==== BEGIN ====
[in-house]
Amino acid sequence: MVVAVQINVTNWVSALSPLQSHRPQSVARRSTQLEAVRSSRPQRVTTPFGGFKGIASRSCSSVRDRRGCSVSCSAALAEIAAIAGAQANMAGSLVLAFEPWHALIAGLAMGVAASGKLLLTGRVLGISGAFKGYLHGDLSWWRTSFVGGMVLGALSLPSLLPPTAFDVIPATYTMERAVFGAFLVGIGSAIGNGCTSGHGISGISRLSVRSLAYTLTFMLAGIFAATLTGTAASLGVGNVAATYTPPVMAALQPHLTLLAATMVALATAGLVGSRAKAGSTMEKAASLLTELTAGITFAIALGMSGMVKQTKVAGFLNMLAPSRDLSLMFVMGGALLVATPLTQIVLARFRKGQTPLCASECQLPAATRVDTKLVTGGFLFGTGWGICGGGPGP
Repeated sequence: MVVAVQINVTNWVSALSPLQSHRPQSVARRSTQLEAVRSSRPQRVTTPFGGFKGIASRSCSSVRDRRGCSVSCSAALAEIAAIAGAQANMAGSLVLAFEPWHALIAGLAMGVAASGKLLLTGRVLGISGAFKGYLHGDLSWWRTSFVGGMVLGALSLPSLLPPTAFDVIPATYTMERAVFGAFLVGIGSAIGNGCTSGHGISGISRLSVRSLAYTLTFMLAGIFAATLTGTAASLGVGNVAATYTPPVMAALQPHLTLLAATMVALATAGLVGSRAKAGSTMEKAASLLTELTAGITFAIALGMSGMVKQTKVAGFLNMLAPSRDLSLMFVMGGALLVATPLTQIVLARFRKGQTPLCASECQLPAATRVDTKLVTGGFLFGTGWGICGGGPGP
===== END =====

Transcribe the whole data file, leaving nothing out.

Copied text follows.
[in-house]
Amino acid sequence: MVVAVQINVTNWVSALSPLQSHRPQSVARRSTQLEAVRSSRPQRVTTPFGGFKGIASRSCSSVRDRRGCSVSCSAALAEIAAIAGAQANMAGSLVLAFEPWHALIAGLAMGVAASGKLLLTGRVLGISGAFKGYLHGDLSWWRTSFVGGMVLGALSLPSLLPPTAFDVIPATYTMERAVFGAFLVGIGSAIGNGCTSGHGISGISRLSVRSLAYTLTFMLAGIFAATLTGTAASLGVGNVAATYTPPVMAALQPHLTLLAATMVALATAGLVGSRAKAGSTMEKAASLLTELTAGITFAIALGMSGMVKQTKVAGFLNMLAPSRDLSLMFVMGGALLVATPLTQIVLARFRKGQTPLCASECQLPAATRVDTKLVTGGFLFGTGWGICGGGPGP
Repeated sequence: MVVAVQINVTNWVSALSPLQSHRPQSVARRSTQLEAVRSSRPQRVTTPFGGFKGIASRSCSSVRDRRGCSVSCSAALAEIAAIAGAQANMAGSLVLAFEPWHALIAGLAMGVAASGKLLLTGRVLGISGAFKGYLHGDLSWWRTSFVGGMVLGALSLPSLLPPTAFDVIPATYTMERAVFGAFLVGIGSAIGNGCTSGHGISGISRLSVRSLAYTLTFMLAGIFAATLTGTAASLGVGNVAATYTPPVMAALQPHLTLLAATMVALATAGLVGSRAKAGSTMEKAASLLTELTAGITFAIALGMSGMVKQTKVAGFLNMLAPSRDLSLMFVMGGALLVATPLTQIVLARFRKGQTPLCASECQLPAATRVDTKLVTGGFLFGTGWGICGGGPGP